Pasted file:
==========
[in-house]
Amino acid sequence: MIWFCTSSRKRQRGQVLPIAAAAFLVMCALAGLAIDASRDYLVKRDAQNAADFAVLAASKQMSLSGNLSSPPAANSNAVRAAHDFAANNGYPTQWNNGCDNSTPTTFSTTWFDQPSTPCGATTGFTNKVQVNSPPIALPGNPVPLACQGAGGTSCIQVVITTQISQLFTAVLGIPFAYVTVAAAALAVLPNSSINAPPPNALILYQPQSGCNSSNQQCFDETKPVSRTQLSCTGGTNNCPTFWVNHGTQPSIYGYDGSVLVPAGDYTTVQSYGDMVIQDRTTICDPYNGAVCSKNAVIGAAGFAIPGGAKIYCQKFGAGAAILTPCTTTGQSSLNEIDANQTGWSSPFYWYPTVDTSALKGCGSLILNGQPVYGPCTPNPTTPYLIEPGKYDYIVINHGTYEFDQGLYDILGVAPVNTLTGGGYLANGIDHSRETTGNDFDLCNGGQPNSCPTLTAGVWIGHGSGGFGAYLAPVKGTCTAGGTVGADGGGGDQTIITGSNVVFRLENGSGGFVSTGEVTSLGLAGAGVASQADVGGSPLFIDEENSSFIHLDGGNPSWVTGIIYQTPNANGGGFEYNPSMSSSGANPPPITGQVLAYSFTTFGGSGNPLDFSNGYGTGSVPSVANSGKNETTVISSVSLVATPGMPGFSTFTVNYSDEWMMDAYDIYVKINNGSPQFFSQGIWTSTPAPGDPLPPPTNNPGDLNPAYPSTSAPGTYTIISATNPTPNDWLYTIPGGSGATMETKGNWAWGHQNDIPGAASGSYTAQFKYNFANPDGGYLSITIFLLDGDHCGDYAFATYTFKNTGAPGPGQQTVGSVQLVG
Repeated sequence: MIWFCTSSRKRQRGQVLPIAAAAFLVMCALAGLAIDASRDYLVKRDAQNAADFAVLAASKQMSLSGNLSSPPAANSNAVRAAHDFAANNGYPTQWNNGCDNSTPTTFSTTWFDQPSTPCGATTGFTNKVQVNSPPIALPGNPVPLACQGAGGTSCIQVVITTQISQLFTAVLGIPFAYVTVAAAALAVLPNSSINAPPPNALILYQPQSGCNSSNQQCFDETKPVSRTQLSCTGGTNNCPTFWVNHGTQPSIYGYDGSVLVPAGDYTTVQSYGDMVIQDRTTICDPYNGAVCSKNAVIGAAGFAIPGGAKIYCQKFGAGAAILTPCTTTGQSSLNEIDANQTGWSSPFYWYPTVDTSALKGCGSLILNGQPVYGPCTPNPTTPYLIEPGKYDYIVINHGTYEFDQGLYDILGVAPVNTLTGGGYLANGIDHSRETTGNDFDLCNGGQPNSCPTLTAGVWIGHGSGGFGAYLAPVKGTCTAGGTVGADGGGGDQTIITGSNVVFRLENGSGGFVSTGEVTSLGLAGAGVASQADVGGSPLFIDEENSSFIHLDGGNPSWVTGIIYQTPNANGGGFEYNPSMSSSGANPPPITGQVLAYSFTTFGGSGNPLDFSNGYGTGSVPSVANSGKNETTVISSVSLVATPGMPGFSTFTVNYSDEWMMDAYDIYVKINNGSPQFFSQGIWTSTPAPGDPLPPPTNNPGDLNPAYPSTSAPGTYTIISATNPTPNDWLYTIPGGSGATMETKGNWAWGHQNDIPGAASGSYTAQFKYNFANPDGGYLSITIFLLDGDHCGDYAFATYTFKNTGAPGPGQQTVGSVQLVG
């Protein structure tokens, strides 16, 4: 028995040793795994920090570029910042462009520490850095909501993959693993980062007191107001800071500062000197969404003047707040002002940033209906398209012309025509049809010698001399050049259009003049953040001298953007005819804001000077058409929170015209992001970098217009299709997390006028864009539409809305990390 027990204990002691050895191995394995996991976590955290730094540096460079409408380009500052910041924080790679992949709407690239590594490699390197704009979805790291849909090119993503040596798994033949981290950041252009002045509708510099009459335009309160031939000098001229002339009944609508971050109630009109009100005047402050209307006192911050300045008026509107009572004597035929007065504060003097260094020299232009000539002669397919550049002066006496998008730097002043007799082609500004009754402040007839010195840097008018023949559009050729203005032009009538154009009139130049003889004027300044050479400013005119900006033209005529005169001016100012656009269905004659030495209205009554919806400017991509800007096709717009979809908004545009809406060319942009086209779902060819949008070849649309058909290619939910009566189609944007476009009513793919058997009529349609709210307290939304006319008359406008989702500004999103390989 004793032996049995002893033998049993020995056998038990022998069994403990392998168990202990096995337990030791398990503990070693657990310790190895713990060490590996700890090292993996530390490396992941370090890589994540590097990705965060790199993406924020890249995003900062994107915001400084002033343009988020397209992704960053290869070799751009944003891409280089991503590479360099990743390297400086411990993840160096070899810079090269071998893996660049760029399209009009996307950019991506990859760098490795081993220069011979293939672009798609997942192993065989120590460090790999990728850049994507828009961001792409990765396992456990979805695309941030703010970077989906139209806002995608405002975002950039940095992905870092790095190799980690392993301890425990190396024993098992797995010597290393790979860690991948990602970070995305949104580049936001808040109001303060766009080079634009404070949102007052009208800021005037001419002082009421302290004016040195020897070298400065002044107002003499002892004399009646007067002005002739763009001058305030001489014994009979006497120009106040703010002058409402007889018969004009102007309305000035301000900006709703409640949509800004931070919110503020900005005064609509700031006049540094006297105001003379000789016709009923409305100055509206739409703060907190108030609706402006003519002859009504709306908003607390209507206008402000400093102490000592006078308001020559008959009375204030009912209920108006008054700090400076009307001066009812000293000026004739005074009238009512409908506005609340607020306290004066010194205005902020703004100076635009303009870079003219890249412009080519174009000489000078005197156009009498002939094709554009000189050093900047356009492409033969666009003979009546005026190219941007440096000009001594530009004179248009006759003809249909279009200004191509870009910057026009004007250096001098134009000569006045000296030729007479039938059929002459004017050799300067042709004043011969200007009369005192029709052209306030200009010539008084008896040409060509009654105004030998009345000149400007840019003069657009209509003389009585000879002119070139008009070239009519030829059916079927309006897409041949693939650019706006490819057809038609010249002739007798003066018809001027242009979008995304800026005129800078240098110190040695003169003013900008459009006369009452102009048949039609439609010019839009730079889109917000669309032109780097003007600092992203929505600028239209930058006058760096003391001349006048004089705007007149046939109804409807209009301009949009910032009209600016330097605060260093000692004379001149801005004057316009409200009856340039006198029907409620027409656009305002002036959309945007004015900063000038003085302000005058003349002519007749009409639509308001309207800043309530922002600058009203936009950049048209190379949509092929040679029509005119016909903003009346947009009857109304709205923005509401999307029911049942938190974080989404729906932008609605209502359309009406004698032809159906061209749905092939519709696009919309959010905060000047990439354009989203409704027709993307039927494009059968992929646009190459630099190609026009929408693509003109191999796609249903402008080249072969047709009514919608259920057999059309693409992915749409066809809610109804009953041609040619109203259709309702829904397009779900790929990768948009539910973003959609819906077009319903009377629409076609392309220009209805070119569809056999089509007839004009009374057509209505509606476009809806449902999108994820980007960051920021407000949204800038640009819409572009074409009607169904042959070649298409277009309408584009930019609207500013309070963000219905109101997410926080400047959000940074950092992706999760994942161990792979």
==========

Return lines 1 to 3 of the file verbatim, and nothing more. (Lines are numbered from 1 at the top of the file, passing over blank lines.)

[in-house]
Amino acid sequence: MIWFCTSSRKRQRGQVLPIAAAAFLVMCALAGLAIDASRDYLVKRDAQNAADFAVLAASKQMSLSGNLSSPPAANSNAVRAAHDFAANNGYPTQWNNGCDNSTPTTFSTTWFDQPSTPCGATTGFTNKVQVNSPPIALPGNPVPLACQGAGGTSCIQVVITTQISQLFTAVLGIPFAYVTVAAAALAVLPNSSINAPPPNALILYQPQSGCNSSNQQCFDETKPVSRTQLSCTGGTNNCPTFWVNHGTQPSIYGYDGSVLVPAGDYTTVQSYGDMVIQDRTTICDPYNGAVCSKNAVIGAAGFAIPGGAKIYCQKFGAGAAILTPCTTTGQSSLNEIDANQTGWSSPFYWYPTVDTSALKGCGSLILNGQPVYGPCTPNPTTPYLIEPGKYDYIVINHGTYEFDQGLYDILGVAPVNTLTGGGYLANGIDHSRETTGNDFDLCNGGQPNSCPTLTAGVWIGHGSGGFGAYLAPVKGTCTAGGTVGADGGGGDQTIITGSNVVFRLENGSGGFVSTGEVTSLGLAGAGVASQADVGGSPLFIDEENSSFIHLDGGNPSWVTGIIYQTPNANGGGFEYNPSMSSSGANPPPITGQVLAYSFTTFGGSGNPLDFSNGYGTGSVPSVANSGKNETTVISSVSLVATPGMPGFSTFTVNYSDEWMMDAYDIYVKINNGSPQFFSQGIWTSTPAPGDPLPPPTNNPGDLNPAYPSTSAPGTYTIISATNPTPNDWLYTIPGGSGATMETKGNWAWGHQNDIPGAASGSYTAQFKYNFANPDGGYLSITIFLLDGDHCGDYAFATYTFKNTGAPGPGQQTVGSVQLVG
Repeated sequence: MIWFCTSSRKRQRGQVLPIAAAAFLVMCALAGLAIDASRDYLVKRDAQNAADFAVLAASKQMSLSGNLSSPPAANSNAVRAAHDFAANNGYPTQWNNGCDNSTPTTFSTTWFDQPSTPCGATTGFTNKVQVNSPPIALPGNPVPLACQGAGGTSCIQVVITTQISQLFTAVLGIPFAYVTVAAAALAVLPNSSINAPPPNALILYQPQSGCNSSNQQCFDETKPVSRTQLSCTGGTNNCPTFWVNHGTQPSIYGYDGSVLVPAGDYTTVQSYGDMVIQDRTTICDPYNGAVCSKNAVIGAAGFAIPGGAKIYCQKFGAGAAILTPCTTTGQSSLNEIDANQTGWSSPFYWYPTVDTSALKGCGSLILNGQPVYGPCTPNPTTPYLIEPGKYDYIVINHGTYEFDQGLYDILGVAPVNTLTGGGYLANGIDHSRETTGNDFDLCNGGQPNSCPTLTAGVWIGHGSGGFGAYLAPVKGTCTAGGTVGADGGGGDQTIITGSNVVFRLENGSGGFVSTGEVTSLGLAGAGVASQADVGGSPLFIDEENSSFIHLDGGNPSWVTGIIYQTPNANGGGFEYNPSMSSSGANPPPITGQVLAYSFTTFGGSGNPLDFSNGYGTGSVPSVANSGKNETTVISSVSLVATPGMPGFSTFTVNYSDEWMMDAYDIYVKINNGSPQFFSQGIWTSTPAPGDPLPPPTNNPGDLNPAYPSTSAPGTYTIISATNPTPNDWLYTIPGGSGATMETKGNWAWGHQNDIPGAASGSYTAQFKYNFANPDGGYLSITIFLLDGDHCGDYAFATYTFKNTGAPGPGQQTVGSVQLVG